It’s 2018, which means we’re living in the age of artificial intelligence, robots, driverless cars, and automated systems. With all the technological advancements making news across the world, it might be easy to feel like Jamaica is behind the times in this area.
But just as we are pioneers in many other areas, many talented Jamaicans have been carrying the torch for ICT development, putting Jamaica on the map with software development and technological advances.
“We likkle, but wi tallawah!”
Robotics & ICT Research
Despite the problem of limited resources that accompanies most research in Jamaica, various research groups have made waves in information technology, robotics and software creation. By now, you may have heard of the Cardiac Surgery Simulator, created in 2013 by Dr Michael Coore and his research team at the University of the West Indies (UWI) Mona. The first of its kind, this machine uses artificial blood to circulate through the heart of a pig, simulating cardiac surgery. It has become an invaluable tool for training medical students. It allows them to get the first-hand experience with this type of surgery before going out into the field. This revolutionary machine was conceptualized and created by Jamaicans, in Jamaica!
Other unique inventions have emerged from student research in Jamaica: in 2011, a team from the University of Technology (UTech) created an autonomous robot capable of operating in an earthquake disaster situation. The robot was programmed to search for victims in different locations and report their status as live, unconscious or dead.
What makes these inventions even more remarkable is that Jamaican researchers don’t have access to the same resources as our North American counterparts. But what we may lack in resources, we make up for in creativity. It’s much easier for researchers in the US and the UK to visit a robotics shop and buy parts to help create their inventions. Jamaican inventors, on the other hand, are forced to build all their components from scratch, giving them valuable experience that other researchers in more developed countries may not ever acquire.
Making Money From Technology
Jamaican research into robotics and information technology has continued and grown steadily over time, with many other groups charting their own territory. Institutions are partnering to create training camps and sessions for young persons, in particular, to gain skills in robotics, software and web development, app creation and so on. Training more Jamaicans in these areas opens them up for far more opportunities to apply their skills, both here and outside of Jamaica. It also allows skilled Jamaicans to earn an income through sharing their knowledge with others. In fact, Kimroy Bailey, who was a part of that same UTech robotics team, has since launched his own foundation and businesses. One of these is KB Robotics, which offers robotics training to young people, and consults with CXC to integrate Robotics and Renewable Energy into High Schools across the Caribbean.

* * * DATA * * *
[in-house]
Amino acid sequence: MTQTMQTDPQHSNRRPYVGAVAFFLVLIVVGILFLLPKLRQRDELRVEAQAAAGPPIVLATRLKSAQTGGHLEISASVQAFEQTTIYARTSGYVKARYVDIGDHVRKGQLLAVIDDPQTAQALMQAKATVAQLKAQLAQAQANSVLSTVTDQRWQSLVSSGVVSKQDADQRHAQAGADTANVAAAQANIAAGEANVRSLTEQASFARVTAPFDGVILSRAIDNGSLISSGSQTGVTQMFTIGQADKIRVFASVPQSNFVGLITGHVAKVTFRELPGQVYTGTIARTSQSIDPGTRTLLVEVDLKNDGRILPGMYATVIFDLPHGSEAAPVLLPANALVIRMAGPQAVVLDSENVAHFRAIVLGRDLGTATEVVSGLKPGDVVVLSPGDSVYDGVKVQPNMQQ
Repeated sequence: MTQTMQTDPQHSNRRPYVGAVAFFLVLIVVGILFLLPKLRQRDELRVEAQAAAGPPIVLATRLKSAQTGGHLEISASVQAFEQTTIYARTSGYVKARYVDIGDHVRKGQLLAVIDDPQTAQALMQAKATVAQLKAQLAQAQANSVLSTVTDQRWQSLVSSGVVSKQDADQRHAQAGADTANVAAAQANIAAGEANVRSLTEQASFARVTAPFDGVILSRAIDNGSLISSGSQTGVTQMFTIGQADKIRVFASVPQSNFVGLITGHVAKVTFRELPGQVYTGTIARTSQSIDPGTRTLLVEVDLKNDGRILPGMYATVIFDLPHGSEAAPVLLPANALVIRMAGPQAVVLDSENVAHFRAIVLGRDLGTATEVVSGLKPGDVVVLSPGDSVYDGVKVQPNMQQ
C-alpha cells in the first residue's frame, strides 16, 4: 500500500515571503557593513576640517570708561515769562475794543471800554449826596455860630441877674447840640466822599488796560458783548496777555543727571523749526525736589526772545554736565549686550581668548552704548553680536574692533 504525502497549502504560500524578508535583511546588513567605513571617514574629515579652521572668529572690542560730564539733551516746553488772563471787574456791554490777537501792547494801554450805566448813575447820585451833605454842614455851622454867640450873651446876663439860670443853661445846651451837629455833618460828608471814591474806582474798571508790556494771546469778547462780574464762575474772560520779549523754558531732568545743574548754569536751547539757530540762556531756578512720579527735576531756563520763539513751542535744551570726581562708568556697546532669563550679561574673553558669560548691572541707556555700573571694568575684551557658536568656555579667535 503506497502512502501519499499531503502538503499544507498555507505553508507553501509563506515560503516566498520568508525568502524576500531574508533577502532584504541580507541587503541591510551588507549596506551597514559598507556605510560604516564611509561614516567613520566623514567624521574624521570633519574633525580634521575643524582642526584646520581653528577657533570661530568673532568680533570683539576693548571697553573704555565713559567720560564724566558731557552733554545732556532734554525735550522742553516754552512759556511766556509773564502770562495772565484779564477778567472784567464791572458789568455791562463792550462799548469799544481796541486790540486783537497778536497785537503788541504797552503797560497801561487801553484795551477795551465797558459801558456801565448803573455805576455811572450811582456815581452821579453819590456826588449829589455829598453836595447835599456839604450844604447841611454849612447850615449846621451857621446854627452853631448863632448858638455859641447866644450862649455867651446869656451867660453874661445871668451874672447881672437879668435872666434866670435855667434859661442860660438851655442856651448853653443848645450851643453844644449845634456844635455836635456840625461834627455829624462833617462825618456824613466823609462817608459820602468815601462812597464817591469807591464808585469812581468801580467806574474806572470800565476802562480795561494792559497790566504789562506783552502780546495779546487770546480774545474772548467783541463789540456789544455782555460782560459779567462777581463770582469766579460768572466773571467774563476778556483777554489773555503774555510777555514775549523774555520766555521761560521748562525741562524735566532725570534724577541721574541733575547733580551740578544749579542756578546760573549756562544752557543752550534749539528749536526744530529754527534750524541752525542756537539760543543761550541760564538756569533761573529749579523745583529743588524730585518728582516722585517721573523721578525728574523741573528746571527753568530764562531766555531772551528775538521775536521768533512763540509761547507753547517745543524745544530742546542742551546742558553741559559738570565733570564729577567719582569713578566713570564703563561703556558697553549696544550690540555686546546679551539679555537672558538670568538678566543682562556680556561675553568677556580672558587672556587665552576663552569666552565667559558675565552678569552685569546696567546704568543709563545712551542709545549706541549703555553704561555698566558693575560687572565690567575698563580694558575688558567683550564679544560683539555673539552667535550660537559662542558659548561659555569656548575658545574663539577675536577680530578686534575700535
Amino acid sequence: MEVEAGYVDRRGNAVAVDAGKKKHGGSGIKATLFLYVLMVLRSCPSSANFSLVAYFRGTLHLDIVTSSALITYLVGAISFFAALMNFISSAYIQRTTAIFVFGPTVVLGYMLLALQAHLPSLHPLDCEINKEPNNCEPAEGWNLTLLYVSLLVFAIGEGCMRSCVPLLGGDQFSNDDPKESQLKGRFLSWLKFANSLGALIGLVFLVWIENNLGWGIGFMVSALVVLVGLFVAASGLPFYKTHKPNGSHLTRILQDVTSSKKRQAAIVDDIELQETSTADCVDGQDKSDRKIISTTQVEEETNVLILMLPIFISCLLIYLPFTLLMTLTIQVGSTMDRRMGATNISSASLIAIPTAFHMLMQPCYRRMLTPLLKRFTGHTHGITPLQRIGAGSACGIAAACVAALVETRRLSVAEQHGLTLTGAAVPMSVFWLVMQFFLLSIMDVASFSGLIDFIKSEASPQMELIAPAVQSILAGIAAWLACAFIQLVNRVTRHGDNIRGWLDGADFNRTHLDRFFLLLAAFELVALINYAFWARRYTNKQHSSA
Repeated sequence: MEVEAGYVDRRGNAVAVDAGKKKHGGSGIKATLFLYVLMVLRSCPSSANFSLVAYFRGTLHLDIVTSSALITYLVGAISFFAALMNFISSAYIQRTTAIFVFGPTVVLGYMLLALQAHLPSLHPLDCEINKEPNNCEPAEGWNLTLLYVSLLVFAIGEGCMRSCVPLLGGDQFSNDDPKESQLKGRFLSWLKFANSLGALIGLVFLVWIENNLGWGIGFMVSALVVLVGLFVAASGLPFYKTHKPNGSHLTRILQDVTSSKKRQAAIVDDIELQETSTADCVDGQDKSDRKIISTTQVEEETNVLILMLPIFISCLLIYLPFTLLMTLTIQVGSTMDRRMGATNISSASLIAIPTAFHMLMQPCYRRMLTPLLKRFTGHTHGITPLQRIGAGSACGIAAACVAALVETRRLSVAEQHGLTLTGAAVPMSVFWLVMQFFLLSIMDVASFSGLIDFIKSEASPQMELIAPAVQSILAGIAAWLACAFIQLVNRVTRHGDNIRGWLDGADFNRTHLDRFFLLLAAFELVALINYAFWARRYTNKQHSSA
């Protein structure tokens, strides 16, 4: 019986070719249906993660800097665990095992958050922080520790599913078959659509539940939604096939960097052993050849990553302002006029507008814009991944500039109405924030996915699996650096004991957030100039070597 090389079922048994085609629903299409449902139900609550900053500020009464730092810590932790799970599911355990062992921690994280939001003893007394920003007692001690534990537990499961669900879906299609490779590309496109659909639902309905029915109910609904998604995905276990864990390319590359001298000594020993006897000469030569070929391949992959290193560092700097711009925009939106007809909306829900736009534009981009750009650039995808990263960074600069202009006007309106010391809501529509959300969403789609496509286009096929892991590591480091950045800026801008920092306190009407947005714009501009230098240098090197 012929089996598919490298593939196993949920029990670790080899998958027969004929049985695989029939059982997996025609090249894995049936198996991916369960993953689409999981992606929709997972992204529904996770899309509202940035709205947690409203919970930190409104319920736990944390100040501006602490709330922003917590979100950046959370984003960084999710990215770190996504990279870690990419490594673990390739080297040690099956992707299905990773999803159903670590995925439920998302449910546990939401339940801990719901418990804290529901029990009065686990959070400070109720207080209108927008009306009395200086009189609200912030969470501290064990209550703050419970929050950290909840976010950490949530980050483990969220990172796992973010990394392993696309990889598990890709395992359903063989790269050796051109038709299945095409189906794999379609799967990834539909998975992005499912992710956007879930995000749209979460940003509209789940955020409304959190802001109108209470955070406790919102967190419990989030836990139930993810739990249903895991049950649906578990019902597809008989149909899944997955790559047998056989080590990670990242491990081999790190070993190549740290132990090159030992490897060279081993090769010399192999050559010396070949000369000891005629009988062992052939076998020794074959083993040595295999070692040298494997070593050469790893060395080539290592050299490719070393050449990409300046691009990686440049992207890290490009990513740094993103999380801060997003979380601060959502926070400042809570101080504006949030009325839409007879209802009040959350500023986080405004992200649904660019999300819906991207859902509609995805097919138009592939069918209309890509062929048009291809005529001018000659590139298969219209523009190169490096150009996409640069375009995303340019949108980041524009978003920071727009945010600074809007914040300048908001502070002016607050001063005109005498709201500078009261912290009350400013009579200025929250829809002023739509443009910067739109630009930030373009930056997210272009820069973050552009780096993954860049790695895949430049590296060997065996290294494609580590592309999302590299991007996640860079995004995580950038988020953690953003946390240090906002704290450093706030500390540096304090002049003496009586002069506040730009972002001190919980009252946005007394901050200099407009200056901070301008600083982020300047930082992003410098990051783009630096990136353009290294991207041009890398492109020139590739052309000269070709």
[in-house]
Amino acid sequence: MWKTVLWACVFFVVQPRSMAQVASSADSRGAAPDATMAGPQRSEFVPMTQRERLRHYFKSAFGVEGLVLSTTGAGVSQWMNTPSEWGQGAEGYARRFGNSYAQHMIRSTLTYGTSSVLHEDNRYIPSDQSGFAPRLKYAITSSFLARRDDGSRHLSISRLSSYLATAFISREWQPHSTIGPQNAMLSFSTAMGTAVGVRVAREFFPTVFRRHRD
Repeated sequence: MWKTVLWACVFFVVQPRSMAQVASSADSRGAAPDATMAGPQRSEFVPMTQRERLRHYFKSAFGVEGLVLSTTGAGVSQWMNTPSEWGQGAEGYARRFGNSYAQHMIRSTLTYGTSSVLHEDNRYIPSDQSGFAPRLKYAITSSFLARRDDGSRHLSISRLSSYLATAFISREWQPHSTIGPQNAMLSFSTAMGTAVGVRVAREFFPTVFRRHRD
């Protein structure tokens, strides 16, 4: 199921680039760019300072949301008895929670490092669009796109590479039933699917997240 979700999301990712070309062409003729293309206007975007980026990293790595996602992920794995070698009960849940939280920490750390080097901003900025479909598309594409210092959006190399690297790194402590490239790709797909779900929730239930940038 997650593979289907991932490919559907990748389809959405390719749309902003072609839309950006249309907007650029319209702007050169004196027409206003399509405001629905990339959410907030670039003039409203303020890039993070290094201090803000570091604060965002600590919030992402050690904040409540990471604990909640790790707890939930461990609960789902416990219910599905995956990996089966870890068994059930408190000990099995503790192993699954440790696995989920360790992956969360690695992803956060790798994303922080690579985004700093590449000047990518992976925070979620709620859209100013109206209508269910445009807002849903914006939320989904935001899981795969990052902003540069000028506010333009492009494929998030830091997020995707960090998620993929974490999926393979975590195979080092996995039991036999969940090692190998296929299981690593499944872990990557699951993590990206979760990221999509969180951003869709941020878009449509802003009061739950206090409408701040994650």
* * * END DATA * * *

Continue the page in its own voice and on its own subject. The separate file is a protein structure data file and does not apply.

Our resourcefulness as a people has very clearly made its way into the software development and application creation sector. Jamaican developers have created apps for everything; from the standard games, news and media, to day-to-day functional apps such as food purchase and delivery. Jamaican apps have even been created for security, agriculture, event management, navigation, education, and even taxi services! Many of these apps have been created by young entrepreneurs who are using their skill set to break into various Jamaican industries and attract the younger generation of Jamaicans.
By integrating information technology systems into already existing industries and business ideas, Jamaicans continue to fashion innovative ways through which they can solve problems while garnering wealth for themselves. In a country that is working diligently to rebuild and strengthen its economy, these innovative ideas are promising steps to a new age of technology and wealth creation.